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All offices of dignity or power
Thefe fwarming locufts greedily devour;
Preferr'd to all the fecrets of the state,
These fenfelefs finners in the council fate,
In their unjuft deceitful balance laid,
The great concerns of war and peace were weigh'd.
This wife Lovifius knew, whofe mighty mind
Had univerfal empire long defign'd;
And when he all things found were bought and fold,
Thought nothing there impoffible to gold:
With mighty fums, through secret channels brought,
On the corrupted counfellors he wrought:
Against the neighbouring Belgians they declare
A hazardous and an expensive war.
Their fresh affronts and matchlefs infolence
To Cæfar's honour made a fair pretence;
Meer outfide this, but, ruling by his pay,
Cunning Lovifius did this project lay,
By mutual damages to weaken those
Who only could his vast designs oppose.
But Cæfar, looking with a juft disdain
Upon their bold pretences to the main,
Sent forth his royal brother from his fide,
To lafh their infolence, and curb their pride:
Britannicus, by whose high virtues grac'd,
The prefent age contends with all the past;
Him heaven a pattern did for heroes form,
Slow to advise, but eager to perform,
In council calm, fierce as a ftorm in fight,
Danger his fport, and labour his delight:
To him the fleet and camp, the fea and field,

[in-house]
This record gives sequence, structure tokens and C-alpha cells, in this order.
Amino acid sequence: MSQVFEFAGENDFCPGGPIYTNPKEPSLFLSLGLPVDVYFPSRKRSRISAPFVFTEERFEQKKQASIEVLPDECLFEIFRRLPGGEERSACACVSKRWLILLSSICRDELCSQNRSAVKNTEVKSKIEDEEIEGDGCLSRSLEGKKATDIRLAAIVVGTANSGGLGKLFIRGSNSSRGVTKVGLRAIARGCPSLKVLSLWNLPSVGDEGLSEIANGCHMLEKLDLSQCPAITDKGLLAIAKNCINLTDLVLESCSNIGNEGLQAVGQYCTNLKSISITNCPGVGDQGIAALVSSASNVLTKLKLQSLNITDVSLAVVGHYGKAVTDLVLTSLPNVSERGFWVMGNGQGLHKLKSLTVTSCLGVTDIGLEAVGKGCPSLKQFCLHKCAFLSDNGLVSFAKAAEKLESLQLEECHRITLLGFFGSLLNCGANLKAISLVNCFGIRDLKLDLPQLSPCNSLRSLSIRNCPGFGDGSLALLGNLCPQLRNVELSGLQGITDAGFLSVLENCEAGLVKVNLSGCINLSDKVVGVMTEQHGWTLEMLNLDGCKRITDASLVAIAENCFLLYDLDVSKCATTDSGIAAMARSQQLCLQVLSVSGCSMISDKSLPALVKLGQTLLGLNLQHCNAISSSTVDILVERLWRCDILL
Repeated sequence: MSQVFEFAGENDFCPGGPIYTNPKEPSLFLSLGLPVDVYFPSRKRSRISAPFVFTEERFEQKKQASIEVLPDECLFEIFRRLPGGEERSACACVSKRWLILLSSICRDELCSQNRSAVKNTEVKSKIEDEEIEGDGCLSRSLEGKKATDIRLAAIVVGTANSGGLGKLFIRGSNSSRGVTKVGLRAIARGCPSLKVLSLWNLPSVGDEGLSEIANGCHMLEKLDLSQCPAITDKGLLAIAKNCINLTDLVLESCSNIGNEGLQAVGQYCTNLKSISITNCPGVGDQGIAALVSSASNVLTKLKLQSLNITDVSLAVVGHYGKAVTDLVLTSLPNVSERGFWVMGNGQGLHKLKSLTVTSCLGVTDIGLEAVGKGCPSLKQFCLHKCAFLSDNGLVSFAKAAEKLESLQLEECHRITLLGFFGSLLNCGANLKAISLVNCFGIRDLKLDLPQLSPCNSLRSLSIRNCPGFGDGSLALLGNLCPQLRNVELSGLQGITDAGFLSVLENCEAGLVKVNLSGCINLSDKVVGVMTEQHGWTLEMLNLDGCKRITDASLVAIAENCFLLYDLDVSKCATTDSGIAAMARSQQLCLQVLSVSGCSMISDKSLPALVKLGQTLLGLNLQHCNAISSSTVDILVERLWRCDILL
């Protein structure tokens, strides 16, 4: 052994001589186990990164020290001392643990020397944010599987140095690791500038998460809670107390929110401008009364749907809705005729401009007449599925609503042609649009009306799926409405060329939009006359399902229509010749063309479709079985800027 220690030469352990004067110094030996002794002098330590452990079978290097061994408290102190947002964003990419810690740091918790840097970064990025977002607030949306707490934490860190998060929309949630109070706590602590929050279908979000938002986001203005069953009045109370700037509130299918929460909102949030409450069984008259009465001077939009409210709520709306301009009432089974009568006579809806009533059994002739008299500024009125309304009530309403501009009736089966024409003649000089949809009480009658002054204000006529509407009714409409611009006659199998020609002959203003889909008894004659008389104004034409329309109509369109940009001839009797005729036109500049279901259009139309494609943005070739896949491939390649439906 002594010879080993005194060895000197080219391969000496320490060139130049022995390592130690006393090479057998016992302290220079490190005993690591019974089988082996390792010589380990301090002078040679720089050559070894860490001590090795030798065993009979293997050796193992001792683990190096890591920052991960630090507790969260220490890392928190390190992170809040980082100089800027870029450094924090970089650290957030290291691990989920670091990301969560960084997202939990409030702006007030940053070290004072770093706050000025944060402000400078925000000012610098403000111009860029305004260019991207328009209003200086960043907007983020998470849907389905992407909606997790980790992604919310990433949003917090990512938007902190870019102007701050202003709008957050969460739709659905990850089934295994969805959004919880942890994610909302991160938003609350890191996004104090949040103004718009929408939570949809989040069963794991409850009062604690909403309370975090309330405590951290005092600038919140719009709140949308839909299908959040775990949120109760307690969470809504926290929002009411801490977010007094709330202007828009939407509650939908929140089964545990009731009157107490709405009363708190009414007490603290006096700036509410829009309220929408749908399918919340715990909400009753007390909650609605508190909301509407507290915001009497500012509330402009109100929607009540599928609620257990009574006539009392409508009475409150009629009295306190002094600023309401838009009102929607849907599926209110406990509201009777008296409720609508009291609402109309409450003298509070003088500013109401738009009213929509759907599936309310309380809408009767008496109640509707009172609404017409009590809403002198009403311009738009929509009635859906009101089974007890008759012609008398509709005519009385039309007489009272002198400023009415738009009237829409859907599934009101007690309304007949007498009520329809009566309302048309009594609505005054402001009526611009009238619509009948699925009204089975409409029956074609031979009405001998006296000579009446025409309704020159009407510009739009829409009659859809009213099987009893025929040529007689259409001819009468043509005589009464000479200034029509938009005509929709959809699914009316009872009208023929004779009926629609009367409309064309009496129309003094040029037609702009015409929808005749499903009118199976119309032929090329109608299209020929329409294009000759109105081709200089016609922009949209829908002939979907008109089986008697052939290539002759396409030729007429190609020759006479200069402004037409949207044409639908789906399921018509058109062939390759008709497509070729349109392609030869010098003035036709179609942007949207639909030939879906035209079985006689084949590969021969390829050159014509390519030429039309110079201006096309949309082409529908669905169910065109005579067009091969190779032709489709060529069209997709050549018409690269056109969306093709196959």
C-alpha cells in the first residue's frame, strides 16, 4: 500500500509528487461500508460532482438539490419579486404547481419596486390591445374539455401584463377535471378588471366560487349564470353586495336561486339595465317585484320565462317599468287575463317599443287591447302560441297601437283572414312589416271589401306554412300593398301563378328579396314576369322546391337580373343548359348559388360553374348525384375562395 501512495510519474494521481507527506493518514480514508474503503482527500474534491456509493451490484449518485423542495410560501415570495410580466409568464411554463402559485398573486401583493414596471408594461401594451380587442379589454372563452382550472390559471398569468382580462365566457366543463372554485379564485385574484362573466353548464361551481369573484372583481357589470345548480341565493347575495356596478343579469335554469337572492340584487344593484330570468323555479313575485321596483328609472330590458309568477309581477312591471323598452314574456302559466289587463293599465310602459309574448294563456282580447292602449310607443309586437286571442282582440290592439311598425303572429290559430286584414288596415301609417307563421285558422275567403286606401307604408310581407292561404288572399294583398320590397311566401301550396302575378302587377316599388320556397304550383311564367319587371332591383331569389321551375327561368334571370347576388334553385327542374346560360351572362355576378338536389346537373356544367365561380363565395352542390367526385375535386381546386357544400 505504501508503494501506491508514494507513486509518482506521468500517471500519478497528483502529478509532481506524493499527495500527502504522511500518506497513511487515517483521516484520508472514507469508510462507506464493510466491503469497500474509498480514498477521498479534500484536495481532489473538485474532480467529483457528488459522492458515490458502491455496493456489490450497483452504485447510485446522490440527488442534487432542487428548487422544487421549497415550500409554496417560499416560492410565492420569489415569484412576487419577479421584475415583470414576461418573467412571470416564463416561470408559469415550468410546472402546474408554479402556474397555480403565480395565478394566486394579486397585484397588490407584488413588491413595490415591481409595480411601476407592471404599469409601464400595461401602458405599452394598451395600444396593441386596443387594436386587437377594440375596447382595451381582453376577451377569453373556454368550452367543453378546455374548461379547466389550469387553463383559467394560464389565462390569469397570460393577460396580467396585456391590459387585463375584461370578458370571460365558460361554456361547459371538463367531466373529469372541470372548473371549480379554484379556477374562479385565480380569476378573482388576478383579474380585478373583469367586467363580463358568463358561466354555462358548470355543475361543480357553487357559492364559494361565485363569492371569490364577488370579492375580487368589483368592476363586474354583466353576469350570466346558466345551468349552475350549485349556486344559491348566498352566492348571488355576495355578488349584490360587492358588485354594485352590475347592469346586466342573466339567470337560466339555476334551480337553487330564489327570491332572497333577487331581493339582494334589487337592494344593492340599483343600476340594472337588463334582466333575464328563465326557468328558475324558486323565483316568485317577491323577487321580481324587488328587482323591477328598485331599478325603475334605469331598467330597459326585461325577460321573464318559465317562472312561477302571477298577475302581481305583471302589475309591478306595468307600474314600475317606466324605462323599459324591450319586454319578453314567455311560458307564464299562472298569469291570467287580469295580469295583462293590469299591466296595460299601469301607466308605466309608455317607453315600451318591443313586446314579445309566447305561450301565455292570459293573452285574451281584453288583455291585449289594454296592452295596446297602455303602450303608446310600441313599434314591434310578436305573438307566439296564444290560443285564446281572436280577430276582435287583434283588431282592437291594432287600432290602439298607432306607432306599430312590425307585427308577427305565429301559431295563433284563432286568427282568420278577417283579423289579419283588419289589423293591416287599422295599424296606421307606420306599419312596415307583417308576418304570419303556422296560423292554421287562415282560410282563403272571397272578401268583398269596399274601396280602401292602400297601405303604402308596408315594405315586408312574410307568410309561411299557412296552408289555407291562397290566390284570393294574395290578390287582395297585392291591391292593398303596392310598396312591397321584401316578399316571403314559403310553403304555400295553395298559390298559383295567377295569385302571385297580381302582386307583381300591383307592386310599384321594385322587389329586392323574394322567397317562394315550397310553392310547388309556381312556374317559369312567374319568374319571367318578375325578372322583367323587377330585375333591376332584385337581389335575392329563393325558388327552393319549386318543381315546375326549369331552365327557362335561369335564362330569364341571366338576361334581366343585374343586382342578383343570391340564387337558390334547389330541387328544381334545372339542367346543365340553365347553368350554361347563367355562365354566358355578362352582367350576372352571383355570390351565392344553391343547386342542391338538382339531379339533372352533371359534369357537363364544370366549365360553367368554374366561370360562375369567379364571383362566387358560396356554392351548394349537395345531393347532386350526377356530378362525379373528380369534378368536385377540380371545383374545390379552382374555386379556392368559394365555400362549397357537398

Did equal harvefts of bright glory yield.
No lefs each civil virtue him commends,
The best of fubjects, brothers, mafters, friends;
To merit juft, to needy virtue kind,
True to his word, and constant to his friend:
What's well refolv'd as bravely he pursues,
Fix'd in his choice, as careful how to chuse.
Honour was born, not planted in his heart,
And Virtue came by nature, not by art:
Where glory calls, and Cæfar gives command,
He flies; his pointed thunder in his hand.
The Belgian fleet endeavour'd, but in vain,
The tempeft of his fury to sustain :
Shatter'd and torn, before his flags they fly
Like doves that the exalted eagle spy,
Ready to stoop and feize them from on high:
He, Neptune like, when, from his watery bed
Above the waves lifting his awful head,
He fimiles, and to his chariot gives the rein,
In triumph rides o'er the afferted main ;
And now returns, the watery empire won,
At Cæfar's feet to lay his trident down.
But who the fhouts and triumphs can relate
Of the glad ifle that his return did wait?
Rejoicing crowds attend him on the strand,
Loud as the fea, and numerous as the fand.
A joy too great to be by words expreft,
Shines in each eye, and beats in every breast :
So joy the many, but the wiser few
The godlike prince with filent wonder view.
The grateful fenate his high acts confess
In a vaft gift, but than his merit lefs.
Britannicus is all the voice of Fame,
Britannicus fhe knows no other name;
The people's darling, and the court's delight,
Lovely in peace, as dreadful in the fight!
Shall he, fhall ever he, who now commands
So many thousand hearts, and tongues, and hands;
Shall ever he, by fome ftrange crime of fate,
Fall under the ignoble vulgar's hate?